Monday we celebrated Veteran’s Day in the US while other countries celebrated Armistice Day. And it was the 100th anniversary of the end of World War I.
As we pray and give thanks for those who serve … now and in the past … who sacrifice so much to protect us and keep us safe, it seems appropriate to focus on peace.
There is conflict everywhere. Not only between nations, and between political parties within nations. But groups and individuals are always fighting or arguing with one another.
And unfortunately, we even see it among our friends and family at times.
Though we pray for world peace, it can be discouraging to not have an impact on warring nations.
But we can have an impact on peace. It starts within us … within our families, our friend groups, and the people we come in contact with every day.
This week’s resources are aimed at helping us spread more peace in our world as Jesus Christ taught us to do by His example. And may peace be with you and yours.
The bells of St. Peter’s Basilica rang out in unison with thousands of other church bells around the world Sunday as Pope Francis commemorated the 100 year anniversary of the end of World War I. “While we pray for all the victims of that terrible tragedy, let us say forcefully: invest in peace, not on war!” Pope Francis said at the end of his Angelus address Nov. 11.
More than a coincidence, the saint we celebrate on Veteran’s Day was undoubtedly chosen by Providence.
We can’t have global peace until we learn to cultivate inner peace. Peace extends from wherever it’s present, so when we know peace in our hearts we will naturally extend that peace into the world around us, both on purpose and without even trying. Here are four small ways to spread peace every single day.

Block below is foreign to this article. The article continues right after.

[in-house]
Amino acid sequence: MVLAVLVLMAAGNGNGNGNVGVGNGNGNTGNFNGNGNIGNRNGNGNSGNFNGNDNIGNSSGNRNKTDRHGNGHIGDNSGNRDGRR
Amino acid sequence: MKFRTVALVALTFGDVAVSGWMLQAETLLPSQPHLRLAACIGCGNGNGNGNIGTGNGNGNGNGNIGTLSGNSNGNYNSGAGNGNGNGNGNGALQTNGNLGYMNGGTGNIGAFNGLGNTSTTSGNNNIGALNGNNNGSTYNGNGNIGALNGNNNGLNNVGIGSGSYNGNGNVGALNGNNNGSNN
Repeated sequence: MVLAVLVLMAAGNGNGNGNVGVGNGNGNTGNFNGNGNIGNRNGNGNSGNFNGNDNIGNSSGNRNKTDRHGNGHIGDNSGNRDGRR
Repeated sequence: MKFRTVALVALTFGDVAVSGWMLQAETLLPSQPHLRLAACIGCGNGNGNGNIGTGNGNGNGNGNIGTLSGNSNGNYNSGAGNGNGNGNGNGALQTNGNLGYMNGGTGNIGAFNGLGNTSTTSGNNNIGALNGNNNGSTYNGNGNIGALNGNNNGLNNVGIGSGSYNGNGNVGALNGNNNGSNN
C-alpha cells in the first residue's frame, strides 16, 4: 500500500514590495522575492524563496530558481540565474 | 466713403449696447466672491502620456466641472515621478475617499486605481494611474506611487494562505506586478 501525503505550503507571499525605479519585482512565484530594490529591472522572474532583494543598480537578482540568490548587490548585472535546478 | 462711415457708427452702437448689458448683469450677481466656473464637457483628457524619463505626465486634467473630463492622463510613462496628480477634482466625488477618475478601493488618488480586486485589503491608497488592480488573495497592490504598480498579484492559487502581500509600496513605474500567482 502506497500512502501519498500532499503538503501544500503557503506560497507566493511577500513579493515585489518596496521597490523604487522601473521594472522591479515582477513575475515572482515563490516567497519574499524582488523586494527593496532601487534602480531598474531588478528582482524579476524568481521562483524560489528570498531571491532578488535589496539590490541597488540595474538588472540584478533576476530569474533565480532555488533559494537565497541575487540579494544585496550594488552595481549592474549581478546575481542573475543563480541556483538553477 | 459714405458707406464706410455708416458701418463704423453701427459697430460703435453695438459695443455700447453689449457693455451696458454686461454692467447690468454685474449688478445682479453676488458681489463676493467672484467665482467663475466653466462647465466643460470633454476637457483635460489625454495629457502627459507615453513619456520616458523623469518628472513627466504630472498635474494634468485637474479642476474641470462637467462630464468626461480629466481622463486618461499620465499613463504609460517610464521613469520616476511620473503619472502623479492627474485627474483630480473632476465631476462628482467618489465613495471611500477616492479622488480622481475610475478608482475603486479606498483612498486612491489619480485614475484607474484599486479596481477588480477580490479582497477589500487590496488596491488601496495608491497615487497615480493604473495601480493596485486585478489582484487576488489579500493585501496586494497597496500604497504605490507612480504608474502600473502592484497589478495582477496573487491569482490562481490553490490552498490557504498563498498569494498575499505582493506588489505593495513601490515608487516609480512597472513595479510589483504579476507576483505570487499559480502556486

World peace is built one human being at a time. But what can we, as individuals, possibly do to make a chink in the armor of a world at war? How can we be part of creating a civilization of Oneness with Diversity on our planet? Here are three ways.
Jesus makes it clear that we must model our forgiveness of others on God’s forgiveness of our sins. Here are a few lines from Scripture in which Jesus talks about the grace of forgiveness and why it’s essential.
Whether it’s a spouse who was unfaithful, a parent who let you down as a child, or a friend who shared something told in confidence, we all must face the question of whether and how to forgive. By forgiving, you let go of your grievances and judgments and allow yourself to heal. While this may sound good in theory, in practice forgiveness can sometimes feel impossible. Try following these four steps to forgive even when it feels impossible.
For those of us who are both extremely introverted and socially awkward, this sort of rampant interaction with other human beings isn’t the sort of thing you just rush into. It requires practice, preparation, and analysis on a scale not entirely dissimilar to that of a moon landing. For my fellow people who share the psychological profile of SHBDH (Should Have Been a Desert Hermit), I offer this handy guide to the strange extrovert ritual known as the sign of peace.
The words “Go in peace” are not just nice words to nod our heads to because we agree with them in theory. To literally “go in peace” is an incredible challenge. As we reflect on what these words mean, we begin to realize just how transforming the Mass is supposed to be.
Peace always seems to evade us, always out of reach. Just when one part of the world starts to calm down, war and strife rise in other parts of the world. It is a sad fact of reality, one that can cause anxiety for many of us. Here is a short but powerful prayer from St. John XXIII that calls upon God to intervene and establish a lasting reign of peace.
Teaching your child to forgive is an essential life tool that will make navigating childhood and adolescence easier. Holding on to anger and resentment is a recipe for anxiety and depression for children and adults. The earlier forgiveness is taught, the earlier you can prevent children from taking on the victim role. Here are 7 ideas on teaching children forgiveness.
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